Another way to make life easier for patients: Help them to manage their chronic conditions via remote monitoring. UPMC has provided at-home monitoring for congestive heart failure patients for a while, but it is expanding the program this year to include patients with chronic obstructive pulmonary disease and diabetes. Palliative care and geriatric care will be added in the future.
“This allows a shift from bricks-and-mortar to direct-to-patient home care,” Sokolovich says. “By leveraging our biometric capabilities, we can help patients avoid being unnecessarily admitted for a chronic condition that is not well-controlled.”
The service includes remote monitoring of biometrics and a group of clinicians dedicated to supporting patients at home. The clinicians monitor alerts that indicate a key biometric is outside the normal range and contact patients to get more information. The clinicians can coach patients on how to adjust diet, medications or other factors to improve their health status — or encourage them to seek immediate care in the ED, if needed.
Meanwhile, Providence is experimenting with in-person home visits in its Los Angeles and Seattle markets. “We are piloting a home visit product where a nurse practitioner actually arrives at your house and provides care to you,” Waters says.
The technology platform was tested in a previous pilot; now, the health system is trying to learn what kinds of consumers want this model of care. Possibilities include busy moms who need care for a sick child, consumers who want high-touch, concierge-type services and patients who have trouble traveling to medical appointments.
Waters is confident that home visits will find their place in the market — and that payers will eventually support that model of care. “I think it’s early on, so payers’ willingness to pay for certain types of care is evolving,” he says. “Telehealth is a great example: It is now paid for by most of our payers. We believe the same thing will happen for home visits.” — Lola Butcher is a contributing writer to H&HN. •
Ways to Improve Patient Access
Fixing scheduling can go a long way toward improving the hospital experience.
Building new facilities and adding online and video visits are not the only ways to increase access and make life easier for patients.
“You don’t always need to invest a lot of resources in bricks and mortar,” says Brad Boyd, president of Culbert Healthcare Solutions in Woburn, Mass. “Organizations can do a tremendous amount with what they have already.” Among the factors to consider:
- Scheduling practices: Boyd frequently finds that scheduling templates are not set up for optimal productivity, causing long waits for an appointment and prompting patients to forgo care or go elsewhere.
- Physician compensation: “We see organizations where physician schedules have been set up based on their compensation model,” Boyd says. “If their compensation models are really out of alignment, that physician is never able to see the number of patients you’re expecting them to see.”
- Centralized scheduling: Patients who are treated by several different physicians become frustrated with the challenge of calling different practices to schedule multiple appointments on multiple days. A centralized approach allows the patient to talk with one representative from the health system who can coordinate all the appointments. “That one-call-does-it-all is much more efficient from a patient perspective,” Boyd says. “And from a health system perspective, three different practices are not all verifying one patient’s insurance eligibility because it’s being done once in a centralized manner. Those process efficiencies and staffing efficiencies reduce costs.”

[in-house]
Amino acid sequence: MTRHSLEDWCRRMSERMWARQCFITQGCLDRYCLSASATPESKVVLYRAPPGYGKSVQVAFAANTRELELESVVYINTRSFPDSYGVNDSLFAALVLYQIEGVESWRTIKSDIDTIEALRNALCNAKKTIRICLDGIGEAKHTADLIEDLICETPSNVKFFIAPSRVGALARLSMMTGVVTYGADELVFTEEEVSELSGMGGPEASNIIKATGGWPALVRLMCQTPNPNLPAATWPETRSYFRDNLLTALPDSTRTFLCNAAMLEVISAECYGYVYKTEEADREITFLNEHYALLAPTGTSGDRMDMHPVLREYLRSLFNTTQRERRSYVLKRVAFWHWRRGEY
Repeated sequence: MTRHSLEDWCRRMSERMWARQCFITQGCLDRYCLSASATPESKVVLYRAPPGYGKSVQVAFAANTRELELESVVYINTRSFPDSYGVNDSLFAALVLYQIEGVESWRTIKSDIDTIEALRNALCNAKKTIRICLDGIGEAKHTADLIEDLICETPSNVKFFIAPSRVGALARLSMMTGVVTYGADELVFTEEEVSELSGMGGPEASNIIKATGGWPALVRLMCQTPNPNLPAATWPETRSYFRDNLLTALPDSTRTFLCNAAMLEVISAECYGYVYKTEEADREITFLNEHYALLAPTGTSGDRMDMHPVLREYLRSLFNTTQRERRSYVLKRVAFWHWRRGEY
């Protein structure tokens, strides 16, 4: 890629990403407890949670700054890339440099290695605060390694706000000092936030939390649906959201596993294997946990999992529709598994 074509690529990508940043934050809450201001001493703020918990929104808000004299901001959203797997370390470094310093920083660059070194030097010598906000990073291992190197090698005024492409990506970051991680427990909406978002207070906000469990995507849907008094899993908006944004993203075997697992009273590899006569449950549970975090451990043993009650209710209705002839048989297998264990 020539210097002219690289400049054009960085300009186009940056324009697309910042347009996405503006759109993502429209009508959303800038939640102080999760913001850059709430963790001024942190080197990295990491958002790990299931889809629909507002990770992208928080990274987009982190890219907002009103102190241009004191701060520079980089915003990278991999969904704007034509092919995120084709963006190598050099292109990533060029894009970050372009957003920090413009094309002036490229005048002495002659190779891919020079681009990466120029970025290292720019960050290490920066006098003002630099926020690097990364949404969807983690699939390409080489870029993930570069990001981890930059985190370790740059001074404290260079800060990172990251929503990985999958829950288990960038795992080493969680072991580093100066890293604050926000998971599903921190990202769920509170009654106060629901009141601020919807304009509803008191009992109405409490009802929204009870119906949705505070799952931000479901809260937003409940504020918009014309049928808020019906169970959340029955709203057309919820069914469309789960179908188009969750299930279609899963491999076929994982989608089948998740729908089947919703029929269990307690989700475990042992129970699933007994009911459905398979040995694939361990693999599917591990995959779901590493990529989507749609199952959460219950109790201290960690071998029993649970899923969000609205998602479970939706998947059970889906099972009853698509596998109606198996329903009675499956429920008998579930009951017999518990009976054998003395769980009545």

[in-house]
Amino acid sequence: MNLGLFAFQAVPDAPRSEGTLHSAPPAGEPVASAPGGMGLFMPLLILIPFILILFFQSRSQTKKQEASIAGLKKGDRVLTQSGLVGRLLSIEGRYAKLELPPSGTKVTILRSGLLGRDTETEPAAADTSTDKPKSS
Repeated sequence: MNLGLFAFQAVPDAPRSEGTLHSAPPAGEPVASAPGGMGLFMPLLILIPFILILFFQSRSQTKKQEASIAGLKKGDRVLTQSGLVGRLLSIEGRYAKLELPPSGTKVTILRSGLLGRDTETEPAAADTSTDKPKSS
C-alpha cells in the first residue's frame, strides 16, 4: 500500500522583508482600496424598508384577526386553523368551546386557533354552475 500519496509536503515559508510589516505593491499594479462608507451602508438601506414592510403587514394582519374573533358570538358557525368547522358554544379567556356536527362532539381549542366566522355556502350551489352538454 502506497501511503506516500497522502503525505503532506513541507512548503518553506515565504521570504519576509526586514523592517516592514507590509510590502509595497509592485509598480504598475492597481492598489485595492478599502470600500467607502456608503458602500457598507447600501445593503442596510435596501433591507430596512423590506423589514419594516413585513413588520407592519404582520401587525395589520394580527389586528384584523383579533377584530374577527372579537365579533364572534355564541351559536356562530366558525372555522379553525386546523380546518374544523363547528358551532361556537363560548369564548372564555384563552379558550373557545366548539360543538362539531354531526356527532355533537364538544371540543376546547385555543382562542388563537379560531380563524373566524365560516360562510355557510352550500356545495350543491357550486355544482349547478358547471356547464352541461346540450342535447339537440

Executive Corner: Improving Patient Access Has Far-Reaching Effects
Making health care easier can helps hospitals in any number of ways. New access strategies that take care closer to home address several trends:
Providence Health & Services, one of the largest provider organizations on the West Coast, handles more than 3.5 million primary care visits each year and is adding 40,000 new patients a month. Retail clinics, home visits and online access are expected to add up to 1 million new slots in the next few years.
Like many health networks, the UPMC system in Pennsylvania is seeing inpatient days decline even as its patient population grows. Low-cost access via telehealth allows the system to treat patients more efficiently.
Some patients value having a relationship with their care team; others prioritize cost and convenience and don’t care whether their doctor knows them personally. “You have to design venues of care and opportunities of care that meet folks wherever they are,” says Hank Capps Jr., M.D., chief operating officer of Novant Health Medical Group in the Southeast.
Contracts that base a provider’s pay on the quality and cost of care delivered require that providers find a way to hold patients closer. “If a patient leaves your health system because they can’t get timely access or they just had a bad experience, the leakage isn’t just about losing the revenue for that visit for that patient,” says Brad Boyd, president of consulting firm Culbert Healthcare Solutions, based in the Boston area. “You lose the ability to manage quality, you lose the ability to manage cost. So, in a value-based care reimbursement model, you are really losing your ability to operate effectively.”